The Russian State Duma does not have a reputation for grilling executive officials. Especially since United Russia – the Putin-supporting “party of power” – has controlled a majority of seats in the 450-seat lower chamber of the Federal Assembly, the Duma has done little to act as a check on executive behaviour. In that way, it acts as we expect other parliaments do in non-democracies – a source of strength, rather than irritation, for executive actors.
Nevertheless, the State Duma has the formal capacity for some form of executive oversight. During “government hour” sessions, executive officials are invited to respond to questions from deputies. Figure 1 shows the frequency of these sessions, 2005-2017.
Figure 1: Frequency of “government hour” sessions by year, 2005-2017. Source: author’s calculations based on “government hour” planning documents, available from https://pravo.gov.ru (last accessed 14 August 2018).
The mere fact that these nominal oversight sessions take place does not, of course, tell us if this is more than mere performance. A key question is whether deputies ask needling, critical questions.
Another important question is who is invited to be questioned by deputies. One way to classify Russian executive actors is by whether their respective bodies are controlled directly (formally, at least) by the president or the government. According to article 32 of Federal Constitutional Law number 2 from 1997 (with amendments), the president directly controls the Ministries of Internal Affairs, Defence, Justice, Foreign Affairs, and Emergency Situations, as well as a number of federal agencies and services, including the Federal Security Service (FSB). All other executive bodies are formally controlled by the government.
This divide in direct control is found in other states, including Vietnam, the Islamic Republic of Iran, and Myanmar. In the latter, for example, the Constitution states that the military controls a number of core bodies, such as the Ministry of Mines, the Ministry of Border Affairs, and the Ministry of Home Affairs.
We can think of this executive divide in terms of delegation and principal-agent relationships. In most (if not all) regimes, there will be a leader – whether that be, for example, a monarch, president, general secretary, or a collective body, such as a junta. For shorthand, we can refer to them as “autocrats”. At the same time, the executive can contain other actors, to whom responsibility for certain portfolios are delegated. Thus, whereas the “autocrat” likely retains control over sensitive portfolios relating to security and state sovereignty, non-“autocrat” elements of the executive can be delegated portfolios relating to, say, economic policy.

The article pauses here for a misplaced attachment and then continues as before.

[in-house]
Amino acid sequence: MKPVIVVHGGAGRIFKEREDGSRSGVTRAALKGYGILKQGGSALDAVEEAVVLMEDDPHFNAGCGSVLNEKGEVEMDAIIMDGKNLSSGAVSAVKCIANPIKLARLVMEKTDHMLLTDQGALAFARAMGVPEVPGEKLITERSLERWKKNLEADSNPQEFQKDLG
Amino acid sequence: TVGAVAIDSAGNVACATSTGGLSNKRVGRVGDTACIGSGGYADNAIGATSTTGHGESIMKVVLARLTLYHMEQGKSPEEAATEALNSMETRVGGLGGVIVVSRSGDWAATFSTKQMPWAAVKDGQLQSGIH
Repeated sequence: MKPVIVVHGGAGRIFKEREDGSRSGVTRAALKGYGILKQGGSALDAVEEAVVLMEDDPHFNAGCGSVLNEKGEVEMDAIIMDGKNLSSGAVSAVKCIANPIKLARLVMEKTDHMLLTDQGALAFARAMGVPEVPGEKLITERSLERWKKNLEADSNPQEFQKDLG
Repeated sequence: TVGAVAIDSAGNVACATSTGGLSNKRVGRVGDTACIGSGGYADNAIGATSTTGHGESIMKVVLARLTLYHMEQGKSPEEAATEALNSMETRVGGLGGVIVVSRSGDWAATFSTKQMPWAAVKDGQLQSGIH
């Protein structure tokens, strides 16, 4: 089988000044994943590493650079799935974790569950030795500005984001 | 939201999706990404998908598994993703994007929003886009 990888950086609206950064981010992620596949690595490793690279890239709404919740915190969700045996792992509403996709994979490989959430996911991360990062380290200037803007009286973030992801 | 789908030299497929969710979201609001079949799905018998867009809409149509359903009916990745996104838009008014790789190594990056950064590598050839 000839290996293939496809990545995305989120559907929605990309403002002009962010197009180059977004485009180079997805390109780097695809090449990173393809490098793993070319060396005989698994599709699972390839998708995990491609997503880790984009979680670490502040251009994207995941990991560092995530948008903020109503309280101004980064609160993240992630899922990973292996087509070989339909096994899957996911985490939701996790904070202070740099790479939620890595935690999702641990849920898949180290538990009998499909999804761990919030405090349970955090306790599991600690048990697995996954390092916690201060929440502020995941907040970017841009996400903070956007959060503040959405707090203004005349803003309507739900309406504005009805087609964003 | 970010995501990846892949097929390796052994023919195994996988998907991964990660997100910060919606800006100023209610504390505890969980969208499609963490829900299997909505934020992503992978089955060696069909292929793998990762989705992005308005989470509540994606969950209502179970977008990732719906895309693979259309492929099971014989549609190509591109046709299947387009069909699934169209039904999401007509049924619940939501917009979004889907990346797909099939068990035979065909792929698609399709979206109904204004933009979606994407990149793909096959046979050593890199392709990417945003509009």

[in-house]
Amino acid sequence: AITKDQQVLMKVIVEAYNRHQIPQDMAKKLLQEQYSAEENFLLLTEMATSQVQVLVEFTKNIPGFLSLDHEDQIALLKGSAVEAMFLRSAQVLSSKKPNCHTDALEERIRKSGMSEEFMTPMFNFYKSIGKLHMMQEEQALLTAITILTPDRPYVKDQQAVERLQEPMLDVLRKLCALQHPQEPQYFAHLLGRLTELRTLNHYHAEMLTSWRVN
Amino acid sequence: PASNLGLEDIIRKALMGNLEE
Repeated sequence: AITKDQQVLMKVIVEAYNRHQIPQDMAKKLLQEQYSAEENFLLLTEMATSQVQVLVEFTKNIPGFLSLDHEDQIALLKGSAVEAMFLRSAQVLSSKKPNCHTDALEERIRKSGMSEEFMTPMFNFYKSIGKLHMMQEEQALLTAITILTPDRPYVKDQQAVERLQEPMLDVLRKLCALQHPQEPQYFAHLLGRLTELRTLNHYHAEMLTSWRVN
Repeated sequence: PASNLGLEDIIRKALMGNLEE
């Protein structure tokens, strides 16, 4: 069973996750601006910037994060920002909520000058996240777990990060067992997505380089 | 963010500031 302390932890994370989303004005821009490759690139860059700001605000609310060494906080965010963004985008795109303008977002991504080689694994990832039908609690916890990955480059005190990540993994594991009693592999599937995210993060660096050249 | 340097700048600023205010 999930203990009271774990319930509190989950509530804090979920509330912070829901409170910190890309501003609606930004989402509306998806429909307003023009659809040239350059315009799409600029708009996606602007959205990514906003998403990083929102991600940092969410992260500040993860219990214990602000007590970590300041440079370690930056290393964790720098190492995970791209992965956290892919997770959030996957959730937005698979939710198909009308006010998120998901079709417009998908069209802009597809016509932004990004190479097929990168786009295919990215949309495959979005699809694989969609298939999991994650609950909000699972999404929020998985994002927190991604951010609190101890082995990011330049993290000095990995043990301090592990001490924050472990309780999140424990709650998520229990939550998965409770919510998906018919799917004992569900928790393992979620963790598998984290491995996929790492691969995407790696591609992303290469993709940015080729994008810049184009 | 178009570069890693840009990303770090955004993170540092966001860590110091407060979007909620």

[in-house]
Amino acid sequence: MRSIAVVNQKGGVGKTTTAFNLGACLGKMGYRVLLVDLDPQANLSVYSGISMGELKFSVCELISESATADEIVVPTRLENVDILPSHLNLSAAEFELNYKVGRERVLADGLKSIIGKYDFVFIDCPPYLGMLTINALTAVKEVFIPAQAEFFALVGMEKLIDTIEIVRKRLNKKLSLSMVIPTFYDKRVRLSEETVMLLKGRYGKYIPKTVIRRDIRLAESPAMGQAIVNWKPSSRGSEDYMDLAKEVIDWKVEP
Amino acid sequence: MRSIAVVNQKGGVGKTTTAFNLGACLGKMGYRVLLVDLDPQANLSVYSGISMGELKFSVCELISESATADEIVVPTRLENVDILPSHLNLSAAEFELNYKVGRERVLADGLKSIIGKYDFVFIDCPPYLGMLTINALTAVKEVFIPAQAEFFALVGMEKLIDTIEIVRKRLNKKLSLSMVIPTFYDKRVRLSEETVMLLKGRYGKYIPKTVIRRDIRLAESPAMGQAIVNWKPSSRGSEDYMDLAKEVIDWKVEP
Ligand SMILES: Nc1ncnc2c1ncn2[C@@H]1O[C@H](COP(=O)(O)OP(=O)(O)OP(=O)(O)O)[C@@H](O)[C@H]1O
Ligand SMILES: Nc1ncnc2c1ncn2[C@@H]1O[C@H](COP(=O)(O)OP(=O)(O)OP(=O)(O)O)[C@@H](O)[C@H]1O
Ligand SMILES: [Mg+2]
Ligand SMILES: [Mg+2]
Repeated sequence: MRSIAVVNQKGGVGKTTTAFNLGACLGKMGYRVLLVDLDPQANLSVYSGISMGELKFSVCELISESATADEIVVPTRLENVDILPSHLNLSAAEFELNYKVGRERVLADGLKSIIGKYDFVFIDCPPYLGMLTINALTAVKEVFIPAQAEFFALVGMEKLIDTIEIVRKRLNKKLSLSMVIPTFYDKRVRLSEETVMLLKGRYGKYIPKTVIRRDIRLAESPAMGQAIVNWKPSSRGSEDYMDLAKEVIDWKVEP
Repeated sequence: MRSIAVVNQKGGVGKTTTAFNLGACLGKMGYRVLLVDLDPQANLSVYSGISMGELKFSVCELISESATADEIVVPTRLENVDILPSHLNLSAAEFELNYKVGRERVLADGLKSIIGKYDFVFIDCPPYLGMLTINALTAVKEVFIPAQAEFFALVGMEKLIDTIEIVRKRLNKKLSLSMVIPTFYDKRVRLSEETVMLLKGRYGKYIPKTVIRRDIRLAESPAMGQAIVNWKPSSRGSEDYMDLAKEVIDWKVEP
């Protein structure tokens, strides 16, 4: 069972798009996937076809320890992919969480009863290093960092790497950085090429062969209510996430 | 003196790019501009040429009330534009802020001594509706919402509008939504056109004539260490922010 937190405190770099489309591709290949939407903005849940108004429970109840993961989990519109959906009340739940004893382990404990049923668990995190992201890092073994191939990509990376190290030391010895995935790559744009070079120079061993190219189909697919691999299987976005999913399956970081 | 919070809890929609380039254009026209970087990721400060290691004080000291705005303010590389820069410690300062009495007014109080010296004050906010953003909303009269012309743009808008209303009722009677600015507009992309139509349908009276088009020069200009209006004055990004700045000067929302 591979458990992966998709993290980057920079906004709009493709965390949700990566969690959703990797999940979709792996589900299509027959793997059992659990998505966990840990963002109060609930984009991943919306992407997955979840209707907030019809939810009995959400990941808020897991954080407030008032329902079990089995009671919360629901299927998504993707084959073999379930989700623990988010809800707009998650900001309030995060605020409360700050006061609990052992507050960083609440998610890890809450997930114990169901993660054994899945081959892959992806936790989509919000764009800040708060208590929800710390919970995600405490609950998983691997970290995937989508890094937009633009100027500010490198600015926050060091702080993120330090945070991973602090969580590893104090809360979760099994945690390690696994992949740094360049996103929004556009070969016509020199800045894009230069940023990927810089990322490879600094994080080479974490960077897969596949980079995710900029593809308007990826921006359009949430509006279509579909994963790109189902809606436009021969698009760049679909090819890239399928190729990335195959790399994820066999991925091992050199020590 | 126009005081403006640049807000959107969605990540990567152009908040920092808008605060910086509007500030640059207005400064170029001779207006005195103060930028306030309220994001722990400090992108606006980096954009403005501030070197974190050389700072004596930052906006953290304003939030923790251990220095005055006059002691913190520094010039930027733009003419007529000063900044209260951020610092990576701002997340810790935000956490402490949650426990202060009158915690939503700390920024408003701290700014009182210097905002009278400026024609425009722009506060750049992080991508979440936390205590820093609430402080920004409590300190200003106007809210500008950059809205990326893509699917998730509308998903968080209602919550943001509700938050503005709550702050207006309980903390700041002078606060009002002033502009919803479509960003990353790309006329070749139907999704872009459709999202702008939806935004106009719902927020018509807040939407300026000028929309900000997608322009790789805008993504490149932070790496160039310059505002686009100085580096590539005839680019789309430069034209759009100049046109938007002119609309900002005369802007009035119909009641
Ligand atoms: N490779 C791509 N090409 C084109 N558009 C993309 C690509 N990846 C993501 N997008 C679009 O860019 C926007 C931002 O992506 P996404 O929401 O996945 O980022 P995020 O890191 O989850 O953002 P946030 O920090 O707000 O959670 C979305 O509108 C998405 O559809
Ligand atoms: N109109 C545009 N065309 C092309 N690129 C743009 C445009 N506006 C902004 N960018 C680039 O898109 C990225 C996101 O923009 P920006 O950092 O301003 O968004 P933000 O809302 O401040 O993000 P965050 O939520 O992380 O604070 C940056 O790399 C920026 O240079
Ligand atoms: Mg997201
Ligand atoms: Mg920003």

This division is attractive to elites, not least because it allows for blame deflection during periods of economic hardship. The “autocrat” can use other executive actors as a buffer from societal criticism – something that has been on display recently in Iran, where the president, Hassan Rouhani, was recently grilled by legislators over the deteriorating economic situation. The Guardian Council is, therefore, partially shielded from popular opprobrium.
Executive oversight in the legislature also allows “autocrats” to keep tabs on delegated executive portfolios. By subjecting non-“autocrat” elements of the executive to legislative scrutiny, the hope is to reduce possible agency loss – that is, that agents end up pursuing their own interests, rather than those of their principals.
Going back to Russia, we can ask a basic question: Does executive oversight performed by parliamentarians differ when aimed at officials from president-controlled bodies (PCBs) compared to government-controlled bodies (GCBs)?
In a recent article on executive oversight in the Vietnamese National Assembly, Paul Schuler – a political scientist from the University of Arizona – demonstrates that legislators are able to discuss “hot topics” relating to portfolios delegated from the Communist Party of Vietnam to the government. By contrast, “hot topics” relating to the policy areas of those executive portfolios directly controlled by the Party are off limits. The Party, therefore, allows the legislature to engage in executive oversight, but only in areas that will not make the Party vulnerable to direct critique.
Does the same happen in Russia? To get at this, we can ask a simpler question: Are PCB officials subjected to fewer “government hour” sessions in the State Duma than their GCB colleagues? To answer this, Maxim Ananyev – a Lecturer in UCLA’s Political Science Department – Paul Schuler, and I collected data on “government hour” sessions, 2005-2017. Basic information relates to the date of query sessions, as well as the identity of executive officials, and whether they have posts in president- or government-controlled bodies.
The Russian case is particularly interesting, given Vladimir Putin’s stint as prime minister, 2008-2012. Constitutionally barred from holding a third consecutive term in the presidency, Putin made use of the formally semi-presidential nature of the Russian Constitution, moving to the premiership until resuming the presidency in 2012, with Medvedev moving to the prime ministership.